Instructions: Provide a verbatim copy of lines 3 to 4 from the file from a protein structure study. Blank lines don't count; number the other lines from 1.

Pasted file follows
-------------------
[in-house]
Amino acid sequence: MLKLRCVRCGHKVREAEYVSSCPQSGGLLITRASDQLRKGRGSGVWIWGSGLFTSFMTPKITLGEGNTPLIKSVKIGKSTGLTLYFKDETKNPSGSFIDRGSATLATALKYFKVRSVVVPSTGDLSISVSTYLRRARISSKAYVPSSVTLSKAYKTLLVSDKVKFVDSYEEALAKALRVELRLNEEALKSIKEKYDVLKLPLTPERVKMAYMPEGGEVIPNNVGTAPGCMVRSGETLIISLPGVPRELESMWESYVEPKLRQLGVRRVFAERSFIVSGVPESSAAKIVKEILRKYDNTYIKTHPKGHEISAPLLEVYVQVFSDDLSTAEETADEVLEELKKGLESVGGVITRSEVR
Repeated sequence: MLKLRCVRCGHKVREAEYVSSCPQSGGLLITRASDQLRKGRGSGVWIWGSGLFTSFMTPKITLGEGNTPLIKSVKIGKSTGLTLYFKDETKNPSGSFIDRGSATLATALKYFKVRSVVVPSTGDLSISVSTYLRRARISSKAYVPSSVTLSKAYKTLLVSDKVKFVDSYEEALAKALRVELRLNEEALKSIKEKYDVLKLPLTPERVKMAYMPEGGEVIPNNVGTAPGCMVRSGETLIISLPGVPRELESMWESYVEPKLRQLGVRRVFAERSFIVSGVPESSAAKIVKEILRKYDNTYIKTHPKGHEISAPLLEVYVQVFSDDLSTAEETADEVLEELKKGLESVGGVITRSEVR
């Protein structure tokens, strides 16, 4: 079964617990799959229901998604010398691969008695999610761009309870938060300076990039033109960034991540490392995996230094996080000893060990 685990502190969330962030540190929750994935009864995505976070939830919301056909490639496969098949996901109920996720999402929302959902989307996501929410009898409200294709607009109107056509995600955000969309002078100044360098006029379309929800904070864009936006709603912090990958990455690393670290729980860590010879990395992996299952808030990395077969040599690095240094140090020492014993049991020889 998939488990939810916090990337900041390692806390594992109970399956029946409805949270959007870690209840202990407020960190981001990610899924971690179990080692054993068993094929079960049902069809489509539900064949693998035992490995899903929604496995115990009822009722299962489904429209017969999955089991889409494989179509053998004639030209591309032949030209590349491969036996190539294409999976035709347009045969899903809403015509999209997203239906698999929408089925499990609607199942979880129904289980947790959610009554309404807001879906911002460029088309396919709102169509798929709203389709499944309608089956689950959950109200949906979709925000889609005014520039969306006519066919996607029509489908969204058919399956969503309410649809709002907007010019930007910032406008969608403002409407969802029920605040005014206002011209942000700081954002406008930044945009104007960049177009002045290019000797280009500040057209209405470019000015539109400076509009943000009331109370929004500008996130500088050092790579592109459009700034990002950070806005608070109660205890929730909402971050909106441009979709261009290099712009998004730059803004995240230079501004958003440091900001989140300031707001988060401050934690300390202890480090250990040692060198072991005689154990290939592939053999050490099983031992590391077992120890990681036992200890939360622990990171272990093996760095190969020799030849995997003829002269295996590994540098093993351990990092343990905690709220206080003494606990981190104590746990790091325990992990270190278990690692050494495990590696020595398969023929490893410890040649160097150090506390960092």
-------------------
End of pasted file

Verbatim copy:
Repeated sequence: MLKLRCVRCGHKVREAEYVSSCPQSGGLLITRASDQLRKGRGSGVWIWGSGLFTSFMTPKITLGEGNTPLIKSVKIGKSTGLTLYFKDETKNPSGSFIDRGSATLATALKYFKVRSVVVPSTGDLSISVSTYLRRARISSKAYVPSSVTLSKAYKTLLVSDKVKFVDSYEEALAKALRVELRLNEEALKSIKEKYDVLKLPLTPERVKMAYMPEGGEVIPNNVGTAPGCMVRSGETLIISLPGVPRELESMWESYVEPKLRQLGVRRVFAERSFIVSGVPESSAAKIVKEILRKYDNTYIKTHPKGHEISAPLLEVYVQVFSDDLSTAEETADEVLEELKKGLESVGGVITRSEVR
């Protein structure tokens, strides 16, 4: 079964617990799959229901998604010398691969008695999610761009309870938060300076990039033109960034991540490392995996230094996080000893060990 685990502190969330962030540190929750994935009864995505976070939830919301056909490639496969098949996901109920996720999402929302959902989307996501929410009898409200294709607009109107056509995600955000969309002078100044360098006029379309929800904070864009936006709603912090990958990455690393670290729980860590010879990395992996299952808030990395077969040599690095240094140090020492014993049991020889 998939488990939810916090990337900041390692806390594992109970399956029946409805949270959007870690209840202990407020960190981001990610899924971690179990080692054993068993094929079960049902069809489509539900064949693998035992490995899903929604496995115990009822009722299962489904429209017969999955089991889409494989179509053998004639030209591309032949030209590349491969036996190539294409999976035709347009045969899903809403015509999209997203239906698999929408089925499990609607199942979880129904289980947790959610009554309404807001879906911002460029088309396919709102169509798929709203389709499944309608089956689950959950109200949906979709925000889609005014520039969306006519066919996607029509489908969204058919399956969503309410649809709002907007010019930007910032406008969608403002409407969802029920605040005014206002011209942000700081954002406008930044945009104007960049177009002045290019000797280009500040057209209405470019000015539109400076509009943000009331109370929004500008996130500088050092790579592109459009700034990002950070806005608070109660205890929730909402971050909106441009979709261009290099712009998004730059803004995240230079501004958003440091900001989140300031707001988060401050934690300390202890480090250990040692060198072991005689154990290939592939053999050490099983031992590391077992120890990681036992200890939360622990990171272990093996760095190969020799030849995997003829002269295996590994540098093993351990990092343990905690709220206080003494606990981190104590746990790091325990992990270190278990690692050494495990590696020595398969023929490893410890040649160097150090506390960092």